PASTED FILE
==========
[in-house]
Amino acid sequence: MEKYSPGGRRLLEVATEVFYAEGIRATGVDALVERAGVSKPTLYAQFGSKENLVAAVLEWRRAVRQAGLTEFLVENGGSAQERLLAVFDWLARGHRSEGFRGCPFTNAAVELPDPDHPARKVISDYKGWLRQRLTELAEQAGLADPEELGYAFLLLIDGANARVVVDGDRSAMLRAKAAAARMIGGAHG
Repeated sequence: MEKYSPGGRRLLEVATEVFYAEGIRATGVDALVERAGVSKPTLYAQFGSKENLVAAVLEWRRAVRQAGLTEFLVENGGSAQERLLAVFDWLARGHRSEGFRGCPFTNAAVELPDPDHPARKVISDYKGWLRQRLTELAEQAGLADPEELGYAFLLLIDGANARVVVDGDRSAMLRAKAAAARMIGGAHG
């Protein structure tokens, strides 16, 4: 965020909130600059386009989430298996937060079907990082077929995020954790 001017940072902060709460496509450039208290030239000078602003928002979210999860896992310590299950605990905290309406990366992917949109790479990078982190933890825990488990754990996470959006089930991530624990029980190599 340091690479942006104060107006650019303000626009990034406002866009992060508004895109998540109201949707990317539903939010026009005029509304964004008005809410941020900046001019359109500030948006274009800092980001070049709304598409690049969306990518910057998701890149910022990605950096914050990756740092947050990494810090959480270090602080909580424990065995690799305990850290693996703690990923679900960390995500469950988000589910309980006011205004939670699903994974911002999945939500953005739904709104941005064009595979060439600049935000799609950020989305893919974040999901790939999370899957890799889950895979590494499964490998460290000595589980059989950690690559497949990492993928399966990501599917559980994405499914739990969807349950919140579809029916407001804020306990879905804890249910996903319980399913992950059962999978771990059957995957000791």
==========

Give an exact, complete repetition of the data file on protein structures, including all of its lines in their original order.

[in-house]
Amino acid sequence: MEKYSPGGRRLLEVATEVFYAEGIRATGVDALVERAGVSKPTLYAQFGSKENLVAAVLEWRRAVRQAGLTEFLVENGGSAQERLLAVFDWLARGHRSEGFRGCPFTNAAVELPDPDHPARKVISDYKGWLRQRLTELAEQAGLADPEELGYAFLLLIDGANARVVVDGDRSAMLRAKAAAARMIGGAHG
Repeated sequence: MEKYSPGGRRLLEVATEVFYAEGIRATGVDALVERAGVSKPTLYAQFGSKENLVAAVLEWRRAVRQAGLTEFLVENGGSAQERLLAVFDWLARGHRSEGFRGCPFTNAAVELPDPDHPARKVISDYKGWLRQRLTELAEQAGLADPEELGYAFLLLIDGANARVVVDGDRSAMLRAKAAAARMIGGAHG
């Protein structure tokens, strides 16, 4: 965020909130600059386009989430298996937060079907990082077929995020954790 001017940072902060709460496509450039208290030239000078602003928002979210999860896992310590299950605990905290309406990366992917949109790479990078982190933890825990488990754990996470959006089930991530624990029980190599 340091690479942006104060107006650019303000626009990034406002866009992060508004895109998540109201949707990317539903939010026009005029509304964004008005809410941020900046001019359109500030948006274009800092980001070049709304598409690049969306990518910057998701890149910022990605950096914050990756740092947050990494810090959480270090602080909580424990065995690799305990850290693996703690990923679900960390995500469950988000589910309980006011205004939670699903994974911002999945939500953005739904709104941005064009595979060439600049935000799609950020989305893919974040999901790939999370899957890799889950895979590494499964490998460290000595589980059989950690690559497949990492993928399966990501599917559980994405499914739990969807349950919140579809029916407001804020306990879905804890249910996903319980399913992950059962999978771990059957995957000791």